What Every U.S. Manager Should Know About “AIFMD”

March 7, 2013

In the case of U.S.-based hedge fund managers, the EU’s Alternative Investment Fund Managers Directive (the “AIFMD”), which goes into effect on July 22, 2013, sets forth a new regulatory regime likely to affect most hedge fund managers, wherever based, if they are actively marketing their funds (“alternative investment funds” or “AIFs”) to EU investors, since such managers would likely be considered alternative investment fund managers (“AIFMs”) under the AIFMD.

While EU-domiciled AIFMs will be able to market their EU AIFs through a “passport” regime, U.S.-based AIFMs actively offering their funds (e.g., via a Cayman-based fund or an EU-based fund) to EU investors will, for the near future, not have access to a marketing passport, and will be required to comply with the relevant private placement rules within the given EU jurisdictions and certain aspects of the AIFMD, including:

  • Extensive disclosure requirements to investors;
  • Additional financial reporting to investors and EU regulators; and
  • A comprehensive reporting on the manager’s operations under Annex IV.

First, the AIFMD specifies various disclosures that must be made to EU investors. The required information to be disclosed prior to an investment, which resembles offering memoranda data, includes, among other things: (a) the AIF’s investment policy, strategies and restrictions; (b) circumstances where leverage may be utilized and details of any collateral and asset rehypothecation arrangements; (c) a description of the valuation procedure and pricing methodology for assets; (d) a description of the liquidity arrangements; (e) a description of fees and expenses; (f) details of side letters and the types of investors who obtain them; and (g) a description of prime brokerage arrangements. In addition, periodic disclosures must be made about the percentage of illiquid assets subject to special arrangements (e.g., side pockets), new arrangements to manage AIF liquidity, and the current risk profile and risk management systems employed by the AIF. Lastly, regular disclosures must be made relating to the amount of leverage used.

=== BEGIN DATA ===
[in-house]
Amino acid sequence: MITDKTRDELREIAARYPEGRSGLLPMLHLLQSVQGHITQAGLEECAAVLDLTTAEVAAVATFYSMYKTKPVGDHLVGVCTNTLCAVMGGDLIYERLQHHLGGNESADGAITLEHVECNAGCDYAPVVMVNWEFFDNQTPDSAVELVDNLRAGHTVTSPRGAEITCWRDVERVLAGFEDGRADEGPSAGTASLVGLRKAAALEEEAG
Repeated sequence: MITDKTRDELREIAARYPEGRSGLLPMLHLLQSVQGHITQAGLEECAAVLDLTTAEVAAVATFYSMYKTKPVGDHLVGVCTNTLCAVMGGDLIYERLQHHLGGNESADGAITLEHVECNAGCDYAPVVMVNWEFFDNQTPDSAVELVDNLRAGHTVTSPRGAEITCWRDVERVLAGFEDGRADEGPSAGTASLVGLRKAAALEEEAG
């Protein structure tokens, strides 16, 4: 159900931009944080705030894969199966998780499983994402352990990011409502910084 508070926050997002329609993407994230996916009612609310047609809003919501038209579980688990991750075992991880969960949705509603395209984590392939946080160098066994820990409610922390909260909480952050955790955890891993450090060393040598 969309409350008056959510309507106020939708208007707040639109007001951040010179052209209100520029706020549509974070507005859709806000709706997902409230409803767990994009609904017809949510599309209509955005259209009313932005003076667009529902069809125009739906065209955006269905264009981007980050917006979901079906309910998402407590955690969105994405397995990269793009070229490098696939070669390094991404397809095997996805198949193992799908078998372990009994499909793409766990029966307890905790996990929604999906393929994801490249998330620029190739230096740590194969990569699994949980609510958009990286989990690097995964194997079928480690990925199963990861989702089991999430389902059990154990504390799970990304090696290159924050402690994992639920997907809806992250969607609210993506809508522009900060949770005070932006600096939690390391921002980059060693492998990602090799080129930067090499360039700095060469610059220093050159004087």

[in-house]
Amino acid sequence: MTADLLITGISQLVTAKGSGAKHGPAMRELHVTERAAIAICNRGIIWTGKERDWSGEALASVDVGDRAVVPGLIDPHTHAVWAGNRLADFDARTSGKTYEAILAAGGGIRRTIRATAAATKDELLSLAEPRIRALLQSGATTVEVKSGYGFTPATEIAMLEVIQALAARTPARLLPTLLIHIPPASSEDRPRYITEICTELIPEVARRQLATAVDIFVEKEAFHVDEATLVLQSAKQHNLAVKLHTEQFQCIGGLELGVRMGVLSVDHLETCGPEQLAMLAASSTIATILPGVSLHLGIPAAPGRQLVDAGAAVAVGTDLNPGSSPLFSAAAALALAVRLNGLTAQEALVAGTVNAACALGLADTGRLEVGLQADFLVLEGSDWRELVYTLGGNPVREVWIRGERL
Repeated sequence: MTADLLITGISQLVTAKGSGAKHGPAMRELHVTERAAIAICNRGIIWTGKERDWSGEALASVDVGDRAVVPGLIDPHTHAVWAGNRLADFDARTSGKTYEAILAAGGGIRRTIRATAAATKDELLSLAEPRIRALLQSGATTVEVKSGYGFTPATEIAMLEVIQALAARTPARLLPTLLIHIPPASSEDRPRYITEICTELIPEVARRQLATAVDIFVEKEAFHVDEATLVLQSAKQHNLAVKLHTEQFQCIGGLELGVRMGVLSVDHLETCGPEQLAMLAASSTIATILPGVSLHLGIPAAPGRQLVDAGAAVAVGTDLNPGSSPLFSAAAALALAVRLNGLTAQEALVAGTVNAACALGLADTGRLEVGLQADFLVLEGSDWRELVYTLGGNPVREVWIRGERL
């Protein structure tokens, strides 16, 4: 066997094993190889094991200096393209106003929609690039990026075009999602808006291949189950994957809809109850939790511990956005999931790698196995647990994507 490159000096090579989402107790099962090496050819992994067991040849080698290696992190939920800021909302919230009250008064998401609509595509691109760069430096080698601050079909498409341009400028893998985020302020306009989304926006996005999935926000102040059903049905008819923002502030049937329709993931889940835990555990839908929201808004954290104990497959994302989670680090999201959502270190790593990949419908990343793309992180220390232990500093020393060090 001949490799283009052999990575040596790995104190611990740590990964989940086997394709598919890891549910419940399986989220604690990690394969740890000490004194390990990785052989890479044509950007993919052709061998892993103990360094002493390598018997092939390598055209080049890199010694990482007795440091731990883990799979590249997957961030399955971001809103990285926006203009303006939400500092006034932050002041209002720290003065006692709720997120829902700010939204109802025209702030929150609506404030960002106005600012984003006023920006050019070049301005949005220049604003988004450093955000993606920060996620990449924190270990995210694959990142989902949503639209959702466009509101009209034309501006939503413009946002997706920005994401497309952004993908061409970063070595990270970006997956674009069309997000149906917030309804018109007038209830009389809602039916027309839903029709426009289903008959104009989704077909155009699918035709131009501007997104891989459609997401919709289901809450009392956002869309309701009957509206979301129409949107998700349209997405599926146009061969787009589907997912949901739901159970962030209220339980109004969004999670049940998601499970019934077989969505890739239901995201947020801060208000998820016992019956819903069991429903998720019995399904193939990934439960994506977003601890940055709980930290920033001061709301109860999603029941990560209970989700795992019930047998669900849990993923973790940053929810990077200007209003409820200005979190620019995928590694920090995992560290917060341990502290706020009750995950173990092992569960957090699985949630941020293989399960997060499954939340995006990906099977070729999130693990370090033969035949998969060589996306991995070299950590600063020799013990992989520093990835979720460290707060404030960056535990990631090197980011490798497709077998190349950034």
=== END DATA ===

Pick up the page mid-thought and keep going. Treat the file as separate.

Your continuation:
Second, an annual report must be produced and made available to investors and regulators in the relevant EU Member State(s). In addition to financial statements, the annual report must include information on any material changes to the information disclosed to investors (as described above), as well as detailed information on the manager’s remuneration, including the total amount and the aggregate amount of remuneration broken down by senior management and staff members whose actions have a material impact on the risk profile of the AIF.

Finally, a non-EU AIFM is required to report information on Annex IV (i.e., a form somewhat similar to Form PF) either semi-annually or quarterly (depending on size) to each of the EU Member States where its AIFs are marketed. If AIFs employ leverage on a “substantial basis”, the non-EU AIFM is required to provide the relevant regulators with information about the overall levels employed, a breakdown between leverage arising from borrowings (including identifying the five largest sources) and from derivatives, and the extent to which the AIF’s assets have been made subject to rehypothecation. It should be noted that, despite requiring information similar to Form PF, Annex IV differs considerably from it with respect to format and content.

For more information relating to the AIFMD, please feel free to contact your primary Investment Management Group attorney at Seward & Kissel LLP or refer to the more detailed memorandum, the Top Ten Things Every US Hedge Fund Manager should know about AIFMD, jointly prepared with our investment management alliance partner, Simmons & Simmons LLP.